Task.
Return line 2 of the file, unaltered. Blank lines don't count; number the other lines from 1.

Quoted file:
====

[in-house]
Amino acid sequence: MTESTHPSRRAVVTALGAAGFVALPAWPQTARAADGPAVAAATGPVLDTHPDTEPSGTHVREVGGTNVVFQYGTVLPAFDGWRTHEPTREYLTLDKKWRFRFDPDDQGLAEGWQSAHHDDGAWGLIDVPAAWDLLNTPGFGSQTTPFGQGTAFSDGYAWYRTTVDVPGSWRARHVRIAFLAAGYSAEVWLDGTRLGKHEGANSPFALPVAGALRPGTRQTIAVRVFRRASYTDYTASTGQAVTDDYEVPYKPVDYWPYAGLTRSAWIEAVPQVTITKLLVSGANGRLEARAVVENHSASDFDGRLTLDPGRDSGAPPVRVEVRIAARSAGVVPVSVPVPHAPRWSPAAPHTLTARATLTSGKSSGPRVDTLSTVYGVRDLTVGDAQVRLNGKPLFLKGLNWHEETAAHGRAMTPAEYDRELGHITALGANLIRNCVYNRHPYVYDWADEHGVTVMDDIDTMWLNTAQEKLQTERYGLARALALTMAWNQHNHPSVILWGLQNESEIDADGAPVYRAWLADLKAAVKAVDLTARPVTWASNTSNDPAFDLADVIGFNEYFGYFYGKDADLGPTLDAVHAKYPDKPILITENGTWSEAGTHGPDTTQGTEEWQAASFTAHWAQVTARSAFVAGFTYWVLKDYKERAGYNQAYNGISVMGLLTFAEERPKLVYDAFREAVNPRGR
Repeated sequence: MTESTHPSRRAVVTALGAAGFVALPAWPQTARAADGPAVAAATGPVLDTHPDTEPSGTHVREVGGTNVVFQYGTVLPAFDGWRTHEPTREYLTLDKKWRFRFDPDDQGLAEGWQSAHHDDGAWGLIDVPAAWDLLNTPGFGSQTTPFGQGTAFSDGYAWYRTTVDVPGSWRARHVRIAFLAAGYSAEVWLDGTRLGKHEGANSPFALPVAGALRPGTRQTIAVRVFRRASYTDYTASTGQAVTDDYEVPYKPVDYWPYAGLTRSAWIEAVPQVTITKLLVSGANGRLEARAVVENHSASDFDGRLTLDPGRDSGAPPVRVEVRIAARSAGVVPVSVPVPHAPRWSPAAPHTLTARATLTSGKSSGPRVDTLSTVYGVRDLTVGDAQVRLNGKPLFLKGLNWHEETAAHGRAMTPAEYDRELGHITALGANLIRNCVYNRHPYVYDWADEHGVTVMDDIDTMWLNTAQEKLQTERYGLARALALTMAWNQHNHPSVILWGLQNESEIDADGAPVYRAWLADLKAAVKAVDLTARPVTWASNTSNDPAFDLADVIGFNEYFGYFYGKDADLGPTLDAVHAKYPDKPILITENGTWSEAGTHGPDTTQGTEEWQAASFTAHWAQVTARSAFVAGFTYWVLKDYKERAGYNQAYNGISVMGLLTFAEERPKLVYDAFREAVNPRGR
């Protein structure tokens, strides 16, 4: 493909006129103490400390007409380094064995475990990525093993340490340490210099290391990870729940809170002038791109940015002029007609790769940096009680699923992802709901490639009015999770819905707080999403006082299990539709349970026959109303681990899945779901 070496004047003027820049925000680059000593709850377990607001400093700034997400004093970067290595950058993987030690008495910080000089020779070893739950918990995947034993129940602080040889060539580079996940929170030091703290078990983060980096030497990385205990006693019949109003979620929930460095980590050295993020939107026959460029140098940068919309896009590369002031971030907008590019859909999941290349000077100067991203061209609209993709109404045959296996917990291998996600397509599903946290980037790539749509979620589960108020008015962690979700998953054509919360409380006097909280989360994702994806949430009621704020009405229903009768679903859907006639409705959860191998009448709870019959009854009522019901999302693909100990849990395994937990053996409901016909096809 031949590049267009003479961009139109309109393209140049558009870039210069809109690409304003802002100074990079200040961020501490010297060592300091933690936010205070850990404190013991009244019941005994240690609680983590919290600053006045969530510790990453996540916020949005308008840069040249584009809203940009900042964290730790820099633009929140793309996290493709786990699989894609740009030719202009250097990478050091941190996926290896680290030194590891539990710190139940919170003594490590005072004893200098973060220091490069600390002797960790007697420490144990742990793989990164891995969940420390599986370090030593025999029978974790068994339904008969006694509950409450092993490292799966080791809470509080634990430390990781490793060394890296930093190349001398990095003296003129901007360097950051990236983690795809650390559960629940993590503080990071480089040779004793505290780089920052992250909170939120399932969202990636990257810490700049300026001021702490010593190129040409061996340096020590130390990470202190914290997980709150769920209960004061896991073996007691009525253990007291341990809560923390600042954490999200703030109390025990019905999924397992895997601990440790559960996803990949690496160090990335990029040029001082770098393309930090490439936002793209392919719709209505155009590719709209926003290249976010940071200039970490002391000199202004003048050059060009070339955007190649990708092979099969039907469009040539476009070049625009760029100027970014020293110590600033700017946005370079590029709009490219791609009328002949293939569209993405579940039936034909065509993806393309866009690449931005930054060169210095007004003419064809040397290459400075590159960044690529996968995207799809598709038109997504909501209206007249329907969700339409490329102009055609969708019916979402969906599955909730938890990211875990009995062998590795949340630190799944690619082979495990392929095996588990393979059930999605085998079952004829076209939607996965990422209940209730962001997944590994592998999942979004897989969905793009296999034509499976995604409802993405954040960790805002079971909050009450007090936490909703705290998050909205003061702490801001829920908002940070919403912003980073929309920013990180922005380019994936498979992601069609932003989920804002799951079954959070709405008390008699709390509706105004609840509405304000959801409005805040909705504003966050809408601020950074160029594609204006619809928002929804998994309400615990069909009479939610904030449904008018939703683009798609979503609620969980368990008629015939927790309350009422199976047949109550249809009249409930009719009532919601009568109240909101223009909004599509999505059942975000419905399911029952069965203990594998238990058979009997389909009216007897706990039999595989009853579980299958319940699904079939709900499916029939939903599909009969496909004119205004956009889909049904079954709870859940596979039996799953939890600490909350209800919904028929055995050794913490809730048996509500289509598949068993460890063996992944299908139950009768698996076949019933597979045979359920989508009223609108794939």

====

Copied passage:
Amino acid sequence: MTESTHPSRRAVVTALGAAGFVALPAWPQTARAADGPAVAAATGPVLDTHPDTEPSGTHVREVGGTNVVFQYGTVLPAFDGWRTHEPTREYLTLDKKWRFRFDPDDQGLAEGWQSAHHDDGAWGLIDVPAAWDLLNTPGFGSQTTPFGQGTAFSDGYAWYRTTVDVPGSWRARHVRIAFLAAGYSAEVWLDGTRLGKHEGANSPFALPVAGALRPGTRQTIAVRVFRRASYTDYTASTGQAVTDDYEVPYKPVDYWPYAGLTRSAWIEAVPQVTITKLLVSGANGRLEARAVVENHSASDFDGRLTLDPGRDSGAPPVRVEVRIAARSAGVVPVSVPVPHAPRWSPAAPHTLTARATLTSGKSSGPRVDTLSTVYGVRDLTVGDAQVRLNGKPLFLKGLNWHEETAAHGRAMTPAEYDRELGHITALGANLIRNCVYNRHPYVYDWADEHGVTVMDDIDTMWLNTAQEKLQTERYGLARALALTMAWNQHNHPSVILWGLQNESEIDADGAPVYRAWLADLKAAVKAVDLTARPVTWASNTSNDPAFDLADVIGFNEYFGYFYGKDADLGPTLDAVHAKYPDKPILITENGTWSEAGTHGPDTTQGTEEWQAASFTAHWAQVTARSAFVAGFTYWVLKDYKERAGYNQAYNGISVMGLLTFAEERPKLVYDAFREAVNPRGR